This Turkish monument stands as the burial place of Mustafa Kemal Atatürk, founder and first president of the Republic of Turkey.

5.) Masjad-i-Nabvi

The tomb of the Prophet Muhammad sits beneath the green dome of the Masjid-i-Nabvi, or “Mosque of the Prophet” in Medina, the second-holiest city in Islam. Some additions were appended since its construction, but it remains more or less the same as when it was first built.

6.) Mausoleum of Genghis Khan

In Ordus, China, you’ll find this monument commemorating Ghengis Khan. His actual burial site is unknown, but this mausoleum is a cenotaph to Genghis Khan.

7.) Castel Sant’Angelo

Rome, Italy is home to the Castel Sant’Angelo. The tomb of the Roman emperor Hadrian was built between 135 AD and 139 AD. It was later used as a fortress, and now functions as a museum.

8.) Capuchin Catacombs of Palermo

Capuchin monks mummified the bodies of the dead, dressed them up in everyday clothing and then put them on the monastery walls for display in this Palermo, Italy monestary. Apparently, getting entombed was quite a status symbol in the Capuchin monastery. Prominent citizens of the town would ask to be preserved in certain clothing and even have the clothes changed on a regular basis according to contemporary fashion!

9.) Nintoku Mausoleum

Sakai, Japan is home to one of the largest mausoleums in the world, the burial site of the 6th emperor of Japan, Nintoku.

10.) Westminster Abbey

This English cathedral is home to the remains of many literary geniuses. Geoffrey Chaucer, William Blake, Lord Byron, Charles Dickens, John Keats, Rudyard Kipling, William Wordsworth, Jane Austen and the Brontë sisters, are either buried or commemorated here.

11.) Tomb Of Cyrus The Great

While not as impressive as some of the other structures listed here, the burial grounds of the Persian Empire founder lay in Cyrus’ historic capital Pasargadae.

12.) The Catacombs Of Paris

Recently featured in the film, As Above, So Below, the catacombs in Paris have an interesting history. Paris suffered from diseases caused by improper burials and mass graves in church cemeteries. Local authorities decided that they would remove thousands of bones and place them stacked in the abandoned underground quarries.

13.) Les Invalides

Paris, France is the home to this impressive mausoleum. Originally a 17th century hospital and retirement home for war veterans, Les Invalides now houses a military museum and the tomb of Napolean Bonaparte, as well as other French military figures.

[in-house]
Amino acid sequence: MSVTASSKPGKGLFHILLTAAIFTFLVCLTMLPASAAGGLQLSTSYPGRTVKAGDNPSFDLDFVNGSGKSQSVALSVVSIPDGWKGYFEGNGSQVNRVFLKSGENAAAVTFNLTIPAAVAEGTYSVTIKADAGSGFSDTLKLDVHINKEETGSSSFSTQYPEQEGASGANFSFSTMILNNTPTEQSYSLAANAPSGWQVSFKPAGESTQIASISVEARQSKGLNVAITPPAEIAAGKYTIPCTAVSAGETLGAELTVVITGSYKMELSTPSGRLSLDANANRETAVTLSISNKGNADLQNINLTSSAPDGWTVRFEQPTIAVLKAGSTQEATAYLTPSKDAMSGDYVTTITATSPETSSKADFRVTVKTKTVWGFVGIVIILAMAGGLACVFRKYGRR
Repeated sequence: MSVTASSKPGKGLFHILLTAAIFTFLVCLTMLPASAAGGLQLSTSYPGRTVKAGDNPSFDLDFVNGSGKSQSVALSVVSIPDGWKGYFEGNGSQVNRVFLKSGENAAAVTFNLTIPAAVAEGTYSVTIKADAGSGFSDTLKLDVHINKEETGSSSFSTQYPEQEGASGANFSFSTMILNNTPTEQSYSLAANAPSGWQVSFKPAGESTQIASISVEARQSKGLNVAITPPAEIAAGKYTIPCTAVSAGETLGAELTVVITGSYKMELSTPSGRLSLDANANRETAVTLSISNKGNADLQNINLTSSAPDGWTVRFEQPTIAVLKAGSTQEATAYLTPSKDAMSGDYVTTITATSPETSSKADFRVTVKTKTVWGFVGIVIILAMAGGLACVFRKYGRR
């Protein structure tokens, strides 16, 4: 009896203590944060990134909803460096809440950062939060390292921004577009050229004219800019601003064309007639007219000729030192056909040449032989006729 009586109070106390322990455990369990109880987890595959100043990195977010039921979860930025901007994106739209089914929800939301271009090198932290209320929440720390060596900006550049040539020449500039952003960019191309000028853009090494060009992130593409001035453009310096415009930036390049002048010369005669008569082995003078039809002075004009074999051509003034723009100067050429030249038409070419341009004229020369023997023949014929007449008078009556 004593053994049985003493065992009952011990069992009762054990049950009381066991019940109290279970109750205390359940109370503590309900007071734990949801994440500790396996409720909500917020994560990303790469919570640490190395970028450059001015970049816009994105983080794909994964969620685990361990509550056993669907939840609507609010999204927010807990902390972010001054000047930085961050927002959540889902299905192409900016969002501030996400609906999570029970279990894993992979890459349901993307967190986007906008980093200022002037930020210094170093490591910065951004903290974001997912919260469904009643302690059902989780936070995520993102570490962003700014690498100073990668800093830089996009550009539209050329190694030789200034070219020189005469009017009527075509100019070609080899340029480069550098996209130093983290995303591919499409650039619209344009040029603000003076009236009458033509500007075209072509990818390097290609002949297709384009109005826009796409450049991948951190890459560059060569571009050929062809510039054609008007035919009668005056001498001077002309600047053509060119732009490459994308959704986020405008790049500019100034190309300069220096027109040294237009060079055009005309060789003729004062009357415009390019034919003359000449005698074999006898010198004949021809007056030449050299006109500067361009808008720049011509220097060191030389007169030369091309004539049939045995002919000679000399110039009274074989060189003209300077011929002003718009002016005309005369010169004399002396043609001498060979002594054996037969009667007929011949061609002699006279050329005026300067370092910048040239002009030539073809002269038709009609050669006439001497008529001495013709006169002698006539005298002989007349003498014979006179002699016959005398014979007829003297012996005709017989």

14.) Newgrange

It is believe that this Irish burial ground was built somewhere between 3100-2900 BCE and is home to thousands of prehistoric humans.

15.) Lincoln’s Tomb

In Springfield, Illinois, you can find the tomb of the 16th President of the United States. Abraham Lincoln is buried with his wife and children in this monument.

16.) Mazar-e-Quaid

The tomb of the founder of Pakistan, Mohammad Ali Jinnah, was completed in the 1960s and lies in the heart of Karachi.

17.) Lenin’s Tomb

This impressive structure is home to the embalmed corpse of Vladimir Lenin. Lenin’s Tomb was completed in 1930, located in the Red Square of Moscow.

18.) Forest Lawn Great Mausoleum

How can we deny that we treat our entertainers like royalty? Founded in 1906, the Forest Lawn Mausoleum is the burial place of choice for many American entertainment greats. Clark Gable, Walt Disney, Lucille Ball, Nat King Cole, Carole Lombard and Humphrey Bogart are all buried here.

19.) Qin Shi Huang Mausoleum

This insane Chinese mausoleum dates back t0 210 BCE, was discovered in the underground necropolis of the first Emperor of China, Qin Shi Huang. To date, 8,000 soldiers, 130 chariots with 520 horses and 150 cavalry horses, all life-size, were uncovered.

20.) Shah-i-Zinda

According to legend, Shah-i-Zina is the burial place of Kusam ibn Abbas, a cousin of the Prophet Muhammad and patron saint of Samarkand, where this tomb is located.

21.) The Pantheon

This famous Roman piece of architecture was originally a temple to the gods, but used as a tomb and church since the Renaissance. Buried here are two Italian kings, the painters Raphael and Annibale Carracci, and the composer Arcangelo Corelli.

22.) St. Peter’s Basilica

The Vatican City’s crowning achievement to Catholicism is the burial place of Saint Peter, as well as 91 popes. Construction of the present building ended in 1626.

23.) Tana Toraja

The Toraja people in Sulawesi, Indonesia have an interesting burial arrangement. They bury their dead in a stone cave carved out of a rocky cliff. A wood-carved effigy called a tau tau, carved with the likeness of the dead person, is then placed in the balcony of the tomb to represent the dead and watch over their remains.

24.) The Valley Of Kings

It took nearly 500 years to contstruct the burial site of Egyptian Pharaohs and powerful nobles, from the 16th to 11th century BCE. It includes the “cursed” tomb of King Tutankhamun.

Getting buried in the ground doesn’t seem quite right anymore, eh? You’re starting to want a more lavish burial plot. Well, you better start saving some money is you want to a king’s burial, because it costs a king’s ransom.